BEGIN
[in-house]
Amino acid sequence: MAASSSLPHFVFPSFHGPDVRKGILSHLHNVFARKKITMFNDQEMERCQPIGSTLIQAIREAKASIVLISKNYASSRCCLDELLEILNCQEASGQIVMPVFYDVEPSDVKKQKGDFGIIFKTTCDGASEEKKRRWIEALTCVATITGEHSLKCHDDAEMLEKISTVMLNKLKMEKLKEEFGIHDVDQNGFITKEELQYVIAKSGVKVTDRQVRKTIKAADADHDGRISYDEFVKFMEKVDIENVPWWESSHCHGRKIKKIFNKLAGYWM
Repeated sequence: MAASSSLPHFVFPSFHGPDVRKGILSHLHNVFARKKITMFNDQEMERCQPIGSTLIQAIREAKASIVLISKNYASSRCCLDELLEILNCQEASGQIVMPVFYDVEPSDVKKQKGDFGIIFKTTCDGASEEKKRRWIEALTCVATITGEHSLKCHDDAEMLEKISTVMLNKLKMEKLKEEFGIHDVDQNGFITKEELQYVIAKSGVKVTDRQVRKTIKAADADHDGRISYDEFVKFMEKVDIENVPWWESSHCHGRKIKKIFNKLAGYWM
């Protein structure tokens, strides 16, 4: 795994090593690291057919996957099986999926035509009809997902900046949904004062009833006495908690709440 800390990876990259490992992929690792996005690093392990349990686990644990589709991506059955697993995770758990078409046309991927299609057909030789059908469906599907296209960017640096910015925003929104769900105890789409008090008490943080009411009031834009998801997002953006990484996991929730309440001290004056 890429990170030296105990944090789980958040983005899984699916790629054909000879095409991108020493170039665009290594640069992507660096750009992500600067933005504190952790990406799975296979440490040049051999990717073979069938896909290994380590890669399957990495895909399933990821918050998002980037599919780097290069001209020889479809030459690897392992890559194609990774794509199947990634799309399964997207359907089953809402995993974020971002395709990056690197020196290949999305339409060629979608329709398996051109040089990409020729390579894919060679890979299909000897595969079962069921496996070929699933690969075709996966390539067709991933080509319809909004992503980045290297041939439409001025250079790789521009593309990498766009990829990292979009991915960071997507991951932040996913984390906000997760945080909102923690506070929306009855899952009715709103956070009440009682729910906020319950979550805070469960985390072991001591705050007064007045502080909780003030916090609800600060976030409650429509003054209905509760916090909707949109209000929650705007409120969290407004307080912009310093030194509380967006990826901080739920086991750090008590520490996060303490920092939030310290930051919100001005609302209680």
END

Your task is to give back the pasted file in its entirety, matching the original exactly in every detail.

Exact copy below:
[in-house]
Amino acid sequence: MAASSSLPHFVFPSFHGPDVRKGILSHLHNVFARKKITMFNDQEMERCQPIGSTLIQAIREAKASIVLISKNYASSRCCLDELLEILNCQEASGQIVMPVFYDVEPSDVKKQKGDFGIIFKTTCDGASEEKKRRWIEALTCVATITGEHSLKCHDDAEMLEKISTVMLNKLKMEKLKEEFGIHDVDQNGFITKEELQYVIAKSGVKVTDRQVRKTIKAADADHDGRISYDEFVKFMEKVDIENVPWWESSHCHGRKIKKIFNKLAGYWM
Repeated sequence: MAASSSLPHFVFPSFHGPDVRKGILSHLHNVFARKKITMFNDQEMERCQPIGSTLIQAIREAKASIVLISKNYASSRCCLDELLEILNCQEASGQIVMPVFYDVEPSDVKKQKGDFGIIFKTTCDGASEEKKRRWIEALTCVATITGEHSLKCHDDAEMLEKISTVMLNKLKMEKLKEEFGIHDVDQNGFITKEELQYVIAKSGVKVTDRQVRKTIKAADADHDGRISYDEFVKFMEKVDIENVPWWESSHCHGRKIKKIFNKLAGYWM
């Protein structure tokens, strides 16, 4: 795994090593690291057919996957099986999926035509009809997902900046949904004062009833006495908690709440 800390990876990259490992992929690792996005690093392990349990686990644990589709991506059955697993995770758990078409046309991927299609057909030789059908469906599907296209960017640096910015925003929104769900105890789409008090008490943080009411009031834009998801997002953006990484996991929730309440001290004056 890429990170030296105990944090789980958040983005899984699916790629054909000879095409991108020493170039665009290594640069992507660096750009992500600067933005504190952790990406799975296979440490040049051999990717073979069938896909290994380590890669399957990495895909399933990821918050998002980037599919780097290069001209020889479809030459690897392992890559194609990774794509199947990634799309399964997207359907089953809402995993974020971002395709990056690197020196290949999305339409060629979608329709398996051109040089990409020729390579894919060679890979299909000897595969079962069921496996070929699933690969075709996966390539067709991933080509319809909004992503980045290297041939439409001025250079790789521009593309990498766009990829990292979009991915960071997507991951932040996913984390906000997760945080909102923690506070929306009855899952009715709103956070009440009682729910906020319950979550805070469960985390072991001591705050007064007045502080909780003030916090609800600060976030409650429509003054209905509760916090909707949109209000929650705007409120969290407004307080912009310093030194509380967006990826901080739920086991750090008590520490996060303490920092939030310290930051919100001005609302209680």